When I was on the creek last weekend, as we were breaking for lunch, a family drove up and walked down to the bluff.

The parents – appearing mid-30ish – had two or three kids with them, ranging in ages from about eight to early teens. They had picnic fixins’ which they spread out to enjoy.

What struck me, though, was that anytime any of the kids wandered more than a dozen yards away, or got to the edge of the bluff where they could see the stream, the parents would urgently – frantically, even – call them back.

Eventually, they took a little walk together in the refined, civilized area at the parking lot, and departed.

I was perplexed and a little saddened. The creek we were at is not easy to get to. It’s basically in the middle of nowhere, and the closest town of any size is a good 40 miles away. That’s what we love about such creeks.

But I wonder: Why would you drive at least that distance with your kids and then forbid them the pure joy of the place you’ve taken them?

A few years ago, I told you about a book called Last Child in the Woods by Richard Louv. Louv coined the term “nature deficit disorder” and explained that our children are suffering from this ailment because they do not get enough outdoors time.

“I like to play indoors better – ‘cause that’s where all the electrical outlets are,” an anonymous fourth-grader told Louv. It broke my heart when I read it.

“On the first day of the book tour, a woman told me that her community association had just outlawed chalk drawing on sidewalks – which, you know, does lead to cocaine use,” Louv said in an interview. “You watch CNN or Fox or MSNBC and they take a handful of really terrible crimes against children and repeat them over and over and over again,” Louv relates. “When they get done telling us about the crime, they tell us about the trial over and over and over again. It’s no accident people think there’s a bogeyman on every corner. We’re literally being conditioned to live in a state of fear, and this predates 9/11.

“The future’s in electronics. The bogeyman lives in the woods. Playing outdoors is illicit and maybe even illegal.”

Truthfully, I was almost horrified. What, I imagined, would I do if I were somehow brought to the forest and a river and forbidden to leave the comfort-zone of the picnic table, iron grills and trash cans? What if I could only sit on those cold metal grate bench seats and look out at the pines and the white sand and the wild, laughing water…and not touch them?

Perhaps I am too quick to judge. Yes, Louv is right: We live in a world that is, in many ways, terrifying. As parents, we worry, and with good reasons.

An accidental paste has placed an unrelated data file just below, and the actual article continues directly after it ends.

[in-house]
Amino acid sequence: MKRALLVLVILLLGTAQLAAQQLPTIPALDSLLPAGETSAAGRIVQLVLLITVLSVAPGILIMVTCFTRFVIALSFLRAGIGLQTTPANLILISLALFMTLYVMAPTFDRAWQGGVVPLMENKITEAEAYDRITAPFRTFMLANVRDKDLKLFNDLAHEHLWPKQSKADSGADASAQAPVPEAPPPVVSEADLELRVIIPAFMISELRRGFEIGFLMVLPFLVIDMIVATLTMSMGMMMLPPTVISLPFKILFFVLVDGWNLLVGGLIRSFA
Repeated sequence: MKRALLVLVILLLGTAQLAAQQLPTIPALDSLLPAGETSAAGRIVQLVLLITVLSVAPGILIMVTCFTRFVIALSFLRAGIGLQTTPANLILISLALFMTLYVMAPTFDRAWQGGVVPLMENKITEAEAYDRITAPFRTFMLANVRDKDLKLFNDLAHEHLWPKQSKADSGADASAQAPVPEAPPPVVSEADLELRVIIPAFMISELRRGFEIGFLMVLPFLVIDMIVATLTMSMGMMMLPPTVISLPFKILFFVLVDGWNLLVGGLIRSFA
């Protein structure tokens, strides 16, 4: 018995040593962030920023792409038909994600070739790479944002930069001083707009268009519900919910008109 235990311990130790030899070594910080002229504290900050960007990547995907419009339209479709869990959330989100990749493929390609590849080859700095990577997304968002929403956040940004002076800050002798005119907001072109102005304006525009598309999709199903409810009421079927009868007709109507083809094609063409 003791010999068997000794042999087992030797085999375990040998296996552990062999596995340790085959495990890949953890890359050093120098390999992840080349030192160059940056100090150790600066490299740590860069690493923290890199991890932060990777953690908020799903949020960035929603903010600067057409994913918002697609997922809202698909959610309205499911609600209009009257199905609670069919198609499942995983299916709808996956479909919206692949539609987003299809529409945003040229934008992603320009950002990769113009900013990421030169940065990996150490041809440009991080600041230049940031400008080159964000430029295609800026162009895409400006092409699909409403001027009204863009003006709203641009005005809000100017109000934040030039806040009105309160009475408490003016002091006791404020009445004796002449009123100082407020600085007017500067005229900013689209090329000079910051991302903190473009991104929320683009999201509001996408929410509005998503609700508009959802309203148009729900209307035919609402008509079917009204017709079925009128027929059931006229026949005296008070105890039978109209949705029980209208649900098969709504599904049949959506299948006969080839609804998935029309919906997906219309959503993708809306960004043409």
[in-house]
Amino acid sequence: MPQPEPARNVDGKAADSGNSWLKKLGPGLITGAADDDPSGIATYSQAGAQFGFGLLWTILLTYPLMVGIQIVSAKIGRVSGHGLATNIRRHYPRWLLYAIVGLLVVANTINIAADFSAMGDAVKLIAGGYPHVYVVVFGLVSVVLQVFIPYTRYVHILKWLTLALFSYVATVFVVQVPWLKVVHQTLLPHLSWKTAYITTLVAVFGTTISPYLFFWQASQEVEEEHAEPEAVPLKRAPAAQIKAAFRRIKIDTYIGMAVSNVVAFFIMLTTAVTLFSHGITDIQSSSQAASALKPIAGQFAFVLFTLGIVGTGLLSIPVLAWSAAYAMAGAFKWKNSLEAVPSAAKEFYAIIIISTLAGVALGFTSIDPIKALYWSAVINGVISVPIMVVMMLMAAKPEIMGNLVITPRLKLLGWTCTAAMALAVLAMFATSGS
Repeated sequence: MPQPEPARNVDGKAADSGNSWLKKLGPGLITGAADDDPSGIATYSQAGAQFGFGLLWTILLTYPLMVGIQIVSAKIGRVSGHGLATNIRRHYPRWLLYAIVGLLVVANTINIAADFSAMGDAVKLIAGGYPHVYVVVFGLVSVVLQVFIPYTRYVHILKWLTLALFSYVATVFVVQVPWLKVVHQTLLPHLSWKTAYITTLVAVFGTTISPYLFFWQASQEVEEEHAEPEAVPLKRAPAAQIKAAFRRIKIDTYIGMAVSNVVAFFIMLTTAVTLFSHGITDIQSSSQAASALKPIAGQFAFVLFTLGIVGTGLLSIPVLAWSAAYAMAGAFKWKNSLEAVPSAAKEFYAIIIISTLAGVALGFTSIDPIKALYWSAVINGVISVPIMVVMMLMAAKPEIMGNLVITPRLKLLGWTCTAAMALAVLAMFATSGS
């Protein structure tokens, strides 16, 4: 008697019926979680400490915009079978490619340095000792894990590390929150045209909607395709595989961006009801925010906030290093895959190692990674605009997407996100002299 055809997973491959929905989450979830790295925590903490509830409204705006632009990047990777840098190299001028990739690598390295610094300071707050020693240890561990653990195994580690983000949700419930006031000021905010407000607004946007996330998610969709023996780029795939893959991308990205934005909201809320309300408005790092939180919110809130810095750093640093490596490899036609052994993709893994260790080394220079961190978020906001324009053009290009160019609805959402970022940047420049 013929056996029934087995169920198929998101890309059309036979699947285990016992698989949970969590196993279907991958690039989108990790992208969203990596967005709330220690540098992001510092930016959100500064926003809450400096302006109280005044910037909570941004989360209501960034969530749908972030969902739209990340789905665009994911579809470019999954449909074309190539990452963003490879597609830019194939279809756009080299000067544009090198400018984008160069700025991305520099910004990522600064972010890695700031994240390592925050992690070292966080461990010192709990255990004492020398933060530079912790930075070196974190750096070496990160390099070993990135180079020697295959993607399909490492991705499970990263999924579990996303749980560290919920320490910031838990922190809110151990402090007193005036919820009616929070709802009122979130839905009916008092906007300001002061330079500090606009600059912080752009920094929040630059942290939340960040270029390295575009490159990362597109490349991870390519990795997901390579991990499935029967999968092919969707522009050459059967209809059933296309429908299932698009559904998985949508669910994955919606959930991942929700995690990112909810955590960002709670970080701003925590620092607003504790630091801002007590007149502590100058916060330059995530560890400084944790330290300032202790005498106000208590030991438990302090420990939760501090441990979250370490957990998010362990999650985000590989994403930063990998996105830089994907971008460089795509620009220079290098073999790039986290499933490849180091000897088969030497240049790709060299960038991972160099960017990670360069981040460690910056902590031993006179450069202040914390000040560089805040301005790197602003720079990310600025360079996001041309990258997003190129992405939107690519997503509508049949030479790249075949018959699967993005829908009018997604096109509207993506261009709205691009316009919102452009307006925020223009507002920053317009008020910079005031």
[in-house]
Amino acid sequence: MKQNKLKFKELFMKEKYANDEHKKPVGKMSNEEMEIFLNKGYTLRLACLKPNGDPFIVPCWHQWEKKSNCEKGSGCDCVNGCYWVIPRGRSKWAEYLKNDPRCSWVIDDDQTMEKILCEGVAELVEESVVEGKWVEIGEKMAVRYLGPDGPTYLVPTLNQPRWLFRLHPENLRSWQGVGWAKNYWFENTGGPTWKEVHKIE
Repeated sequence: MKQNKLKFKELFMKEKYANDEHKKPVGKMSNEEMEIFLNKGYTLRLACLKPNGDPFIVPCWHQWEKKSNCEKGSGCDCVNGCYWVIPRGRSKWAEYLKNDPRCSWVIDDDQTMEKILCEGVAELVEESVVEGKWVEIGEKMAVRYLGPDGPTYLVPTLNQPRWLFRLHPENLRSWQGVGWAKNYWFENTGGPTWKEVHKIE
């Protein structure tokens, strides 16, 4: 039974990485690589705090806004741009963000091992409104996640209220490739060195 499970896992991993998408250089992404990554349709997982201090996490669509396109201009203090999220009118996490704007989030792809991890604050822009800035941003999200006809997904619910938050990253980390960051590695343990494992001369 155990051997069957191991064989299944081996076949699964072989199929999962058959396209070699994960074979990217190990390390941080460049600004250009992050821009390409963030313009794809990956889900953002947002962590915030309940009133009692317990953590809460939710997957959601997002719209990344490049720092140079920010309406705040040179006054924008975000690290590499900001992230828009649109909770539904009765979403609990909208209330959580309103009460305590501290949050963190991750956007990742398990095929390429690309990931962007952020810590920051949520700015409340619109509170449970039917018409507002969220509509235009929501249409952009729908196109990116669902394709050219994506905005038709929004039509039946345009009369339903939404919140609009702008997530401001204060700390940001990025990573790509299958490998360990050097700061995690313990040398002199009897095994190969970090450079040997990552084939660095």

But is our concern detrimental to our kids’ well-being?

And to our own?

Speaking solely for myself, I would wither to a desiccated husk if I were deprived woods and water. I spend too much time on concrete as it is. Though I say it tongue-in-cheek here often, I do firmly believe it is hastening my death, shortening my life. The fluorescent lights, the computer screen, the heat radiating off the cement and glass and metal, the noxious fumes of the passing cars, the stress of making a living and making the ends meet…

Perhaps if I had grown up like those poor kids at the creek I would be a different man. Maybe all the influences on my health and my psyche wouldn’t be terminal. Like a childhood immunization, perhaps I would be desensitized.

But I didn’t. I was raised with wooden boats and cypress canopies and black water sloughs; cane field ditchbanks and fence rows full of sequestered quail; horses to ride, far afield, far and away; good dogs and blue shotguns, and most of all, the sun in my face.

Blessing or curse? I only know that the antivenom to the assaults on my body and mind are found where there is no concrete, steel or glass, no ringing phones, no computers and no sign of people.

“I’ve always wanted to sail to the south seas, but I can’t afford it.” What these men can’t afford is not to go. They are enmeshed in the cancerous discipline of “security.” And in the worship of security we fling our lives beneath the wheels of routine – and before we know it our lives are gone.

What does a man need – really need? A few pounds of food each day, heat and shelter, six feet to lie down in – and some form of working activity that will yield a sense of accomplishment. That’s all – in the material sense, and we know it. But we are brainwashed by our economic system until we end up in a tomb beneath a pyramid of time payments, mortgages, preposterous gadgetry, playthings that divert our attention for the sheer idiocy of the charade.

The years thunder by, The dreams of youth grow dim where they lie caked in dust on the shelves of patience. Before we know it, the tomb is sealed.

Where, then, lies the answer? In choice. Which shall it be: bankruptcy of purse or bankruptcy of life? – Sterling Hayden, Wanderer.

1 comment to Trapped

  • blufloyd

    I live next door to crazy woman ( I cleaned that up a way lots.) that raises her kids ‘line of sight’ they can’t do anything that she can’t see. I was never ever home, still not really, from time the training wheels came off. I traveled the blacktop to the river and the river to all sorts of places. Rule was chores completed and show up for supper a couple time a week. I hung with good for nothing drunks, juvenile delinquents, banks, car salesmen, fighting cock aficionados, state senators etc etc. I turned out a bit of a freak but self supporting at least. I don’t see a good end for most kids I see lately. Oh well.

Leave a Reply




You can use these HTML tags

<a href="" title=""> <abbr title=""> <acronym title=""> <b> <blockquote cite=""> <cite> <code> <del datetime=""> <em> <i> <q cite=""> <s> <strike> <strong>